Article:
Apple TV is the only way to get iTunes content on your TV. It also offers access to all of the popular streaming services. But which model is best for you?
The Apple TV Models
You can buy an Apple TV in either HD or 4K, and the 4K is available in two storage capacities. Your choices are:
- Apple TV HD ($149 at this writing): The cheapest model uses an Apple A8 processor—the same chip in the iPhone SE. It does the job, but future software updates might cause lag and games might not be as responsive as you’d like. It outputs 1080p HD content in Standard Dynamic Range (SDR). Until recently, this was the best available, and it still provides an excellent image on any screen up to around 60 inches.
- Apple TV 4K 32 GB ($179 at this writing): This model has a more powerful A10X processor from the 10.5-inch iPad Pro. It’s blazing fast, which might make a difference if you plan to use it for gaming. This model supports 4K content in High Dynamic Range (HDR) with Dolby Vision and Dolby Atmos. This is the Apple TV to buy if you want the best video and audio fidelity.
- Apple TV 4K 64 GB ($199 at this writing): Identical to the 32 GB model, except this one has 64 GB of storage. You can’t manage that storage, though—Apple does. tvOS offloads apps you aren’t using and also dynamically manages cached app and game data, so you never have to worry about free space. This makes it difficult to recommend this model for most people—the 32 GB version should suffice.
What You Get on Each Model
You can access the App Store on every Apple TV model. You can also watch your favorite source of TV shows and movies if it has an app available on Apple TV. And most do, including:
There’s more to the Apple TV than streaming video. You can also download games and play them with a controller. And if you need to check the weather on your Apple TV, there’s an app for that, too. Many iPhone and iPad apps also have Apple TV apps. They all work fine on all Apple TV models.
Display Resolution, Dynamic Range, and Audio Output Options
Now that you know which Apple TV supports 4K, HD, HDR, and SDR, it’s time to explain what all of that means:
- 4K and HD relate to the number of pixels, or dots, that make up an image. This is also called “resolution.” 4K TVs have a resolution of 3840 x 2160 pixels, whereas HD TVs only offer 1920 x 1080 pixels. The more pixels, the sharper the image. So, because 4K TVs have more pixels, they look noticeably better, particularly on larger screens.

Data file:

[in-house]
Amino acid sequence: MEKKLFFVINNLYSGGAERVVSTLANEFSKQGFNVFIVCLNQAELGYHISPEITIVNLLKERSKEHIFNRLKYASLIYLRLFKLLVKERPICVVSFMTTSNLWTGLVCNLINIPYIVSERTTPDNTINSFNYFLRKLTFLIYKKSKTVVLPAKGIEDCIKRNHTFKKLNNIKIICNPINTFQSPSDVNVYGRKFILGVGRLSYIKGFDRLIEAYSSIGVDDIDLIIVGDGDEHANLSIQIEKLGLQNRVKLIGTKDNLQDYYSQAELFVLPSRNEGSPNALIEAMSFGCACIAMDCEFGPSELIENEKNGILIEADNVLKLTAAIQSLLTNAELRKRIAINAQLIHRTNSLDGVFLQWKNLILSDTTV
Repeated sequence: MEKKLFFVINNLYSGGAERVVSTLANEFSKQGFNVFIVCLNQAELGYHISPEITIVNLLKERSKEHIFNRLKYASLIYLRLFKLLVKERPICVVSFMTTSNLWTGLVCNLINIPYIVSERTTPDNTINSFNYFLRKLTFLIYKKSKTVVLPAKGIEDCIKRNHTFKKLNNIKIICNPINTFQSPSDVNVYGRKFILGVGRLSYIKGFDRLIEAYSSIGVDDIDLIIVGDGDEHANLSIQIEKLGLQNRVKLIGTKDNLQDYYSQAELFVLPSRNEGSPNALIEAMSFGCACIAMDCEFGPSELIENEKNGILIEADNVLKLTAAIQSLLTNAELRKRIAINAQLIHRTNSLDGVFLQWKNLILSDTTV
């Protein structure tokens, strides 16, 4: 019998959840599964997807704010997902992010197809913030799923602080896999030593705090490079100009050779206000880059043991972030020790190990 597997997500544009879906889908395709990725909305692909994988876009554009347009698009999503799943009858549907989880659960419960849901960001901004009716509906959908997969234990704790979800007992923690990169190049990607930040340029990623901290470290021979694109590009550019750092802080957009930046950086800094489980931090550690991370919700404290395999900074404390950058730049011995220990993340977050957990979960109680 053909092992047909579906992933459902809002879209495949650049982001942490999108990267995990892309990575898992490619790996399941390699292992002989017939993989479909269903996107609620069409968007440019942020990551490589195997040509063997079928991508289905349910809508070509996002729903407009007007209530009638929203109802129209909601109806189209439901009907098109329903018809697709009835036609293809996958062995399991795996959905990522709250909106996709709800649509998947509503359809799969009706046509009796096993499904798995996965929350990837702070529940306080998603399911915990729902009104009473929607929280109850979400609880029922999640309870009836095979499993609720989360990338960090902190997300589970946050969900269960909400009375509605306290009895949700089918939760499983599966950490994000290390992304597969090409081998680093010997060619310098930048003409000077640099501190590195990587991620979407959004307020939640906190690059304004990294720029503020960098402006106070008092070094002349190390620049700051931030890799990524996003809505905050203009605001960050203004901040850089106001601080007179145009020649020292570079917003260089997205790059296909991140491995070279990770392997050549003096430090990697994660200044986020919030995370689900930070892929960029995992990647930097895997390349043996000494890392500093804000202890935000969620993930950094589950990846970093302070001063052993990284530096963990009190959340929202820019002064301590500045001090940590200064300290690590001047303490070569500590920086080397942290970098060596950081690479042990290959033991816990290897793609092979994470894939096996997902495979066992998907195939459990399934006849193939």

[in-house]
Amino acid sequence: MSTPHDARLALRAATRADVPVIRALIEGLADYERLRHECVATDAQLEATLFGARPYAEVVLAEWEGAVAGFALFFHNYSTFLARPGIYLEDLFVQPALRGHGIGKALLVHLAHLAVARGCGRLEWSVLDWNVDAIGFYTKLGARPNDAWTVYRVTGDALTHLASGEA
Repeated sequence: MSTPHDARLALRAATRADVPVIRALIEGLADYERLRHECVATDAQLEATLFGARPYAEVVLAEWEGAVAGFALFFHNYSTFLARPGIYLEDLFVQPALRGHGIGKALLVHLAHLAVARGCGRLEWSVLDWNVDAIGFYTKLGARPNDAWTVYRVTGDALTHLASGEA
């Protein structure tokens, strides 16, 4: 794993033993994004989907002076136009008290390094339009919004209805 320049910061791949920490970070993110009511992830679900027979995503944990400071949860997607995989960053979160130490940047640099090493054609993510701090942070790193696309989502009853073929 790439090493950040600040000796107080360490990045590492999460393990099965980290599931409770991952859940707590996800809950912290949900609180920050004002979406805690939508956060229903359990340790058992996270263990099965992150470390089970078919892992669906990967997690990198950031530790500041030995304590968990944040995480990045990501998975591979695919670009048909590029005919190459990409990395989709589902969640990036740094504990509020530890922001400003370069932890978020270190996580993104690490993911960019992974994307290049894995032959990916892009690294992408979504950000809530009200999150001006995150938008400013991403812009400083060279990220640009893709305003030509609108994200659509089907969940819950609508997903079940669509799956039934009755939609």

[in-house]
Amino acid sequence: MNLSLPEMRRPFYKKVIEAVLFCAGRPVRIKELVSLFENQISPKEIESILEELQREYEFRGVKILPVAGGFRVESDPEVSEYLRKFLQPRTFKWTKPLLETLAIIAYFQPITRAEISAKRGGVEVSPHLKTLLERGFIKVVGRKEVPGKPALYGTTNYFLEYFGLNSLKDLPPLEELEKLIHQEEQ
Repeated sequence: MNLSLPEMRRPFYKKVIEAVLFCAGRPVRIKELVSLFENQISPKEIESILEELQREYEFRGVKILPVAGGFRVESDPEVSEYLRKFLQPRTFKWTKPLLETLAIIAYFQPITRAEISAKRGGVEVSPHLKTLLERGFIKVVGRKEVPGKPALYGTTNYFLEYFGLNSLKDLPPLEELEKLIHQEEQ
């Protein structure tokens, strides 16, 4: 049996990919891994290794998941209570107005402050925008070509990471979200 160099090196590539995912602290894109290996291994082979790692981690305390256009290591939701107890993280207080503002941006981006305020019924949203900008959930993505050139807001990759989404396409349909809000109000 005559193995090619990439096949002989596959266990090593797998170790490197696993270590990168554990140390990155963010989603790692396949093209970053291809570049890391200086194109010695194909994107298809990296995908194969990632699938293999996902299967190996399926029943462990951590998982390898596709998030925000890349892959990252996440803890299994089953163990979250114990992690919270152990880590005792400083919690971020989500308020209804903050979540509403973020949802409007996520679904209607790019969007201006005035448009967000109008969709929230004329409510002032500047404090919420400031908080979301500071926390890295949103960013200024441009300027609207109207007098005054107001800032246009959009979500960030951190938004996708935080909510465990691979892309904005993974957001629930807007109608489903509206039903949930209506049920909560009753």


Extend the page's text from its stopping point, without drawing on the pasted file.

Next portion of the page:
- HDR and SDR relate to the number of colors a display can produce, as well as its maximum brightness. TVs capable of HDR can display deeper blacks and brighter whites than those that only offer SDR. Unlike 4K TVs (the quality of which you might not even notice on a smaller screen), HDR is immediately obvious, no matter the screen size.
Both models of Apple TV 4K support both of the following:
- Dolby Vision is a version of HDR. Unlike standard HDR, it uses frame-by-frame metadata that provides additional information to the TV. Dolby Vision also supports improved brightness when compared to standard HDR.
- Dolby Atmos is a version of surround sound that doesn’t map sounds to specific speakers. Instead, it maps them to 3D space between those speakers. This allows improved positional audio on setups that support it.
It used to be more expensive to buy the best version of a movie. In some cases, that’s still true: 4K Blu-ray movies invariably cost more than their HD counterparts.
But when 4K movies were announced in 2017, Apple confirmed it wouldn’t charge more for them. So, whether you buy the 4K (if it’s available) or HD version of a movie, you pay the same if you buy it from Apple.
The same can’t be said for other services, however. Netflix charges more if you stream 4K content. Pretty much, if you buy a movie in 4K anywhere other than iTunes, you’ll pay a few bucks more.